Overall, they hope that convincing new people to make the trek to Chester will get them hooked on the game day experience.
Developing the Chester Waterfront
Just walking into the beautiful team offices at the newly renovated Wharf Building, you can see that the team has been investing a lot into their facilities. The training complex, and completing the purchase of a mile of contiguous waterfront last year were the first step, but now the big time planning is at work. It was publicized that there was to be significant development with the stadium when the team was announced, but the economic downturn really put the development on hold. Currently they're at work with master planners to determine what should go in on the waterfront to help make the complex more than just the Union. Ideas include a sports complex with rock climbing as well as destination retail (i.e. Cabela’s). They are still in the planning phase but are actively contracting planners, so hopefully development gets off the ground in the not too distant future.
Improving mass transit to Chester was also discussed, but it’s likely that the significant redevelopment needs to happen before there are major changes will be made to the transit infrastructure.
Along with Chester, Tim mentioned the Union Foundation is revamping itself and it looking to help Chester High School fund new women’s and men’s soccer programs including possibly buying equipment, paying for coaches and fields, as well as maybe letting them play in Talen a few times per year.
In-market streaming has been a hot button topic among fans, as the Union online broadcasts are blacked out locally. Currently the only option is to watch the game on television, but with the increasing number of cord cutters, some fans are left without an easily accessible broadcast. Tim made it clear that the ESPN+ deal blacking out the local broadcast is a league deal, and that if they wanted to put their local feed up for people watching in-market, it costs a lot of money and doesn’t make sense right now. There are other options in the works, and the team is patiently seeking out the right deal.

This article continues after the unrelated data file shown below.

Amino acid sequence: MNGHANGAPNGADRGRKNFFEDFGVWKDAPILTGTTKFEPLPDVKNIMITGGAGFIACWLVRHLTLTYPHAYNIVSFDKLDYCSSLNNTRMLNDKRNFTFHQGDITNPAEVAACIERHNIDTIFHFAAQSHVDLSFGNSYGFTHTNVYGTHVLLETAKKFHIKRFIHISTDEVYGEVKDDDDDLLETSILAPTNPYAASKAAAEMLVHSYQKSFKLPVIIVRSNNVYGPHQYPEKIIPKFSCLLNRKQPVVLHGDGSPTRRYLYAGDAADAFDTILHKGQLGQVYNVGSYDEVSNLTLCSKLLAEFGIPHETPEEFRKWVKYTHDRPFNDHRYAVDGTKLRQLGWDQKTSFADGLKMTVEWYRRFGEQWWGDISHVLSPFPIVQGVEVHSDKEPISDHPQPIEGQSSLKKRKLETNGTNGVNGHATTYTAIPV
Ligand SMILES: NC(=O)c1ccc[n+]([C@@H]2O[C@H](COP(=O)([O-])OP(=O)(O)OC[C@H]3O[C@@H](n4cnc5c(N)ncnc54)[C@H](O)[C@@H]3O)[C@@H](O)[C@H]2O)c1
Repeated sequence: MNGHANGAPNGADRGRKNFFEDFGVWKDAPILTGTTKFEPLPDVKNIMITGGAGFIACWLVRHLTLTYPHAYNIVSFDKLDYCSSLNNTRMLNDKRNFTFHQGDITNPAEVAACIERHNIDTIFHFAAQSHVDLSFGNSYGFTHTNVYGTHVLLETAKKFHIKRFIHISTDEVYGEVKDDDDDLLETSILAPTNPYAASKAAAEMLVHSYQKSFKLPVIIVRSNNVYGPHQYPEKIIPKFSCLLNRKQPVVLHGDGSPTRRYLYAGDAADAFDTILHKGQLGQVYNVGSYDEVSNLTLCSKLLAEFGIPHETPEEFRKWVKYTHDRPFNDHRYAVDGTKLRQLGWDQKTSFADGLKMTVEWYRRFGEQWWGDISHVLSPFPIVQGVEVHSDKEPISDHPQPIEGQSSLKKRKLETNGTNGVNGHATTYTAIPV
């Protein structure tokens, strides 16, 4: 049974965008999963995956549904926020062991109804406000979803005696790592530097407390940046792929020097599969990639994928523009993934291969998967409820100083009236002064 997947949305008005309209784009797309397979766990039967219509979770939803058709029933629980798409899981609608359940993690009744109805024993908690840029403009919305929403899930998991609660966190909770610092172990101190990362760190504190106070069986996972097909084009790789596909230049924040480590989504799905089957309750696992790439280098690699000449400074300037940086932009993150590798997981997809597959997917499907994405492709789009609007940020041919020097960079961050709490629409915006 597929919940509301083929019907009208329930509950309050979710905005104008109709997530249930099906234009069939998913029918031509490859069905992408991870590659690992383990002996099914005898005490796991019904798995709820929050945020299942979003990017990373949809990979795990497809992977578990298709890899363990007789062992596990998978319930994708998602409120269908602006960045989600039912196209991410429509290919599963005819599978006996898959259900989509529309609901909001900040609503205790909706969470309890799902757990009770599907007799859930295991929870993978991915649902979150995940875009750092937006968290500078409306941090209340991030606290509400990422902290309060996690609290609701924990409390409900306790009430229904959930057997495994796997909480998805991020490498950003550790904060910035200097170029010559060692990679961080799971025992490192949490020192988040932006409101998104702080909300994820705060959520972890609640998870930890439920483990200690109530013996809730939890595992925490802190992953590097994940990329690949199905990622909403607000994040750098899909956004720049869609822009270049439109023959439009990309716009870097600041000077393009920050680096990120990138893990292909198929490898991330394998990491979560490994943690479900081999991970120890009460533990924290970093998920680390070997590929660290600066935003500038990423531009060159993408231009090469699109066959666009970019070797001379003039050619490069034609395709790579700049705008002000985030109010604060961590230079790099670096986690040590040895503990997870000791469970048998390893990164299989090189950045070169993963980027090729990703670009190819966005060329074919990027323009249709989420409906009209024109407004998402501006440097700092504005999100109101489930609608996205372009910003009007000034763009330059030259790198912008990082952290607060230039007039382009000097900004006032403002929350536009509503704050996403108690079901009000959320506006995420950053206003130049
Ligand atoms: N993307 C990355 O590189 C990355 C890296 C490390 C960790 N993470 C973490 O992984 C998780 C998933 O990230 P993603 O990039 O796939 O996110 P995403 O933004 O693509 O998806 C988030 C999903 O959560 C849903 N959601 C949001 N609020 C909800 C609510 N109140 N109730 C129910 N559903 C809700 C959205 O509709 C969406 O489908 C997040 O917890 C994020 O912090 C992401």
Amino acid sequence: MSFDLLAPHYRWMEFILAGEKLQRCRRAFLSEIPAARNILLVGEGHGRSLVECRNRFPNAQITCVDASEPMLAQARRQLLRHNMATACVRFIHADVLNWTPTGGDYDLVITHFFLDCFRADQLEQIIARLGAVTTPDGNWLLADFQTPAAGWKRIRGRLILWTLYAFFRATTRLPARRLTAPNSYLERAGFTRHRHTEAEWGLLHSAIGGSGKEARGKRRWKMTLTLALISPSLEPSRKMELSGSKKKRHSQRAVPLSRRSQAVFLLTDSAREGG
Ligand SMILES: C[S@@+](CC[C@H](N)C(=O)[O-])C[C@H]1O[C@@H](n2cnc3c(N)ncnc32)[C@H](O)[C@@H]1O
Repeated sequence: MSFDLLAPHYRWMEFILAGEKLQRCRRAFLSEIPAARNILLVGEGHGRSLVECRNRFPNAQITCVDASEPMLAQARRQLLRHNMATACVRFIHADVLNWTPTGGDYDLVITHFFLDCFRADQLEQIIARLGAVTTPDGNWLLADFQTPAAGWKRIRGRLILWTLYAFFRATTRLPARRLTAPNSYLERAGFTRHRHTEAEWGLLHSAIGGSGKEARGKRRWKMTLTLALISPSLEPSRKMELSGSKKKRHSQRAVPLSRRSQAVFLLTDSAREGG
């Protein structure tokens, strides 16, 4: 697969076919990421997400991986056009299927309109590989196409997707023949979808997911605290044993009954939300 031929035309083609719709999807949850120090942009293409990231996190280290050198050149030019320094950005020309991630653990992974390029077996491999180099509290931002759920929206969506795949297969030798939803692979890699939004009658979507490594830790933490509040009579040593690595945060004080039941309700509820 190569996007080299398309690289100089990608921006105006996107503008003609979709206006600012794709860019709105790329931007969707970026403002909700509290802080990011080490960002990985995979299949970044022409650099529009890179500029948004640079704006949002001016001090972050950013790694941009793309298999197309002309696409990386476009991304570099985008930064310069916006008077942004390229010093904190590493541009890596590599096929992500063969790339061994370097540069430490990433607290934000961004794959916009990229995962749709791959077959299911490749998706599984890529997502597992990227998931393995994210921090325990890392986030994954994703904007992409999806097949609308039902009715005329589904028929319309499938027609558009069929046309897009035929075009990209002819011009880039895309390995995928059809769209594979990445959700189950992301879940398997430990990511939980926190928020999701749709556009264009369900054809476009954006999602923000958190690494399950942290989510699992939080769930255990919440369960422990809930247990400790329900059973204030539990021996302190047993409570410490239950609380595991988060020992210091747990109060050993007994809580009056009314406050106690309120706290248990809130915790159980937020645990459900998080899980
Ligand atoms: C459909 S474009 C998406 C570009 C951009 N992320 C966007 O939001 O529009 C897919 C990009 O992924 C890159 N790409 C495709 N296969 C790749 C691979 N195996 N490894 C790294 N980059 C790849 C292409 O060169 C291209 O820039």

Bethlehem Steel attendance has been disappointing so far since their move to Talen Energy this season. Currently there are no stadiums that meet the USL’s very strict standards in the Lehigh Valley, which forced the Union to move them for the time being. Tim mentioned that they are in daily discussions with potential stadiums to host a game or two this season, but so far none are particularly interested or willing to make a deal. They would like to move back, but are currently exploring a plethora of stadium options in different locations.
Playing a game this season at the Linc against DC or the Red Bulls was discussed as well, but there are a lot of factors, like the Eagles preseason schedule, that make it seem unlikely at the moment.
To conclude, the discussions were productive, and the leadership present was incredibly attentive. Tim’s hand probably hurt afterwards from writing down so many notes. It was quite apparent that the current leadership really wants to bring the Union to the forefront of MLS in multiple ways, and they want to do so openly. Just scrolling through Tim’s twitter feed, you can see how responsive he is to fans’ ideas, and his desire to improve the organization top to bottom since his arrival is clear.
I want to thank Tim for the invite, and I left the discussion really optimistic about the direction the organization is heading. What they are doing isn’t easy, and making up for the lost time has proven a big task, but Tim and co. seem to be really attacking things head on.
There were a few other topics discussed, so feel free to ask questions in the comments and I’ll get back to you.